Magazine article Parks & Recreation

Beach Transformation Creates Educational, Recreational Oasis

Magazine article Parks & Recreation

Beach Transformation Creates Educational, Recreational Oasis

Article excerpt

What was once an underutilized, rock strewn beach on the shores of Lake Michigan in Highland Park, Illinois, has been reborn as a unique multifunctional, educational and recreational oasis. Through the efforts of the Park District of Highland Park (PDHP), Rosewood Beach now offers area students a lakeside classroom for the exploration and study of Lake Michigan's coastal zone. Rosewood Beach is also a recreational haven, providing families in the surrounding community with a place to enjoy a variety of activities, including early morning yoga classes, deep-water swimming programs, beach volleyball, or just to relax in a pristine beach environment.

The restoration of Rosewood Beach, a $12 million project, is the result of a comprehensive plan where community involvement played a key role in the ultimate outcome. It was vitally important to PDHP to continue a long-held practice of seeking ongoing conversations and input from the community for the project concept and design. A resident volunteer Rosewood Task Force was recruited and met regularly for more than a year to develop the extraordinary design plan for Rosewood. A grassroots citizen group, Friends of Rosewood, was also spontaneously formed to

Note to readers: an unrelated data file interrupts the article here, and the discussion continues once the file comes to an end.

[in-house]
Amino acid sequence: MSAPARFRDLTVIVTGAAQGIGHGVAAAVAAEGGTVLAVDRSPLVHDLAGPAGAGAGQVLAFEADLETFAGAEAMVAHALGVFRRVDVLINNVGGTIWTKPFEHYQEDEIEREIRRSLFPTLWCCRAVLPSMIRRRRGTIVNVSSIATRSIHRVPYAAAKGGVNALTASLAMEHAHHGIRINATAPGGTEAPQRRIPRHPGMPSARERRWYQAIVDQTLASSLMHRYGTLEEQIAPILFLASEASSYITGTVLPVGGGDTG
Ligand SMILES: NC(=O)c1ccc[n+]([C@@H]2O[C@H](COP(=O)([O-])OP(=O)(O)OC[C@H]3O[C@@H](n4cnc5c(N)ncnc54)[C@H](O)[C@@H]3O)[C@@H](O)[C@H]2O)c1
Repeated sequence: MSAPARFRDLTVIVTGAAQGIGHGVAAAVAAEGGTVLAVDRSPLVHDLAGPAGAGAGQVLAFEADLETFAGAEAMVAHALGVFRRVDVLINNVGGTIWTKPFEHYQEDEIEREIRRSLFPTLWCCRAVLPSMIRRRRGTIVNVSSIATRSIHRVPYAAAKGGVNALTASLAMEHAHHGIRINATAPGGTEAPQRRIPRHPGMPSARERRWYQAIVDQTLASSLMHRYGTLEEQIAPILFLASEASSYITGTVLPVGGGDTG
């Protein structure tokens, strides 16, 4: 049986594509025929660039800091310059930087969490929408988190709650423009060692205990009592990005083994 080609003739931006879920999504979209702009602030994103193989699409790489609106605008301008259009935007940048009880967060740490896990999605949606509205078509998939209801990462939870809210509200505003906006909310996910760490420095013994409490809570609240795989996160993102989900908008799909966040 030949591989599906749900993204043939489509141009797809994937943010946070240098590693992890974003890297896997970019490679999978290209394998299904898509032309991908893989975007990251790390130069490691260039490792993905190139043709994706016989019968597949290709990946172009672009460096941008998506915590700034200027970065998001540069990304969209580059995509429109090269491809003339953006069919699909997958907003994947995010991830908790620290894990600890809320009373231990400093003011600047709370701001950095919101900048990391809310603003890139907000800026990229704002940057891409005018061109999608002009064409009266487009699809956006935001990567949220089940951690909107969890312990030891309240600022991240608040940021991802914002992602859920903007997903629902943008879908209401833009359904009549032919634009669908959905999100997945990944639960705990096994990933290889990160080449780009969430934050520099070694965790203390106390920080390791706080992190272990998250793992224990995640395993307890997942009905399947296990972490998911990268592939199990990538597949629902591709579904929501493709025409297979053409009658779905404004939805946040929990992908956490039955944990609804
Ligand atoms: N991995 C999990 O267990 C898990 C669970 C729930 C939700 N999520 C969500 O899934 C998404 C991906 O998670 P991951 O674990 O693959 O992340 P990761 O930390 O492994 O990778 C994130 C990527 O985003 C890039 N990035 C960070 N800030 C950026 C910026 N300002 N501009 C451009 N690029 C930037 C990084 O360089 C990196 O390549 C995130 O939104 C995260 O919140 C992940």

support the project and help move it along its path to approval.

"It's phenomenal," says Michelle Holleman, a 20-year Highland Park resident and lead organizer of Friends of Rosewood Beach. "This is one of those few projects that truly delivers on the plan. What we saw on paper was fully realized and is better than anything we could have imagined."

Execution of the Rosewood Beach project was a collaborative effort between PDHP and the United States Army Corps of Engineers (USACE) as part of the Great Lakes Fishery and Ecosystem Restoration (GLFER) program. GLFER authorizes federal funding for the US ACE to cooperate with other federal, state and local agencies and the Great Lakes Fishery Commission to implement projects that support the restoration of the fishery, ecosystem and beneficial uses of the Great Lakes.

A Beach with Purpose

According to Liza McElroy, PDHP executive director, the focal points of the beach are three distinct coves that enable a variety of programming options to take place simultaneously. Environmentally friendly and architecturally sensitive facilities are nestled against the wooded bluffs and linked by a continuous 1,500-foot boardwalk made of ipe, a durable South American hardwood.

Rosewood Beach also serves as a lakeside living classroom for PDHP's environmental education summer camps. And this fall, elementary and secondary school field trips, high school environmental science field trips, and the district's nature-based classes for preschool children will begin at the new beachfront Interpretive Center --all part of an overarching educational initiative to build an informed, inspired and engaged community that recognizes the need to protect Lake Michigan's coastal zone. …

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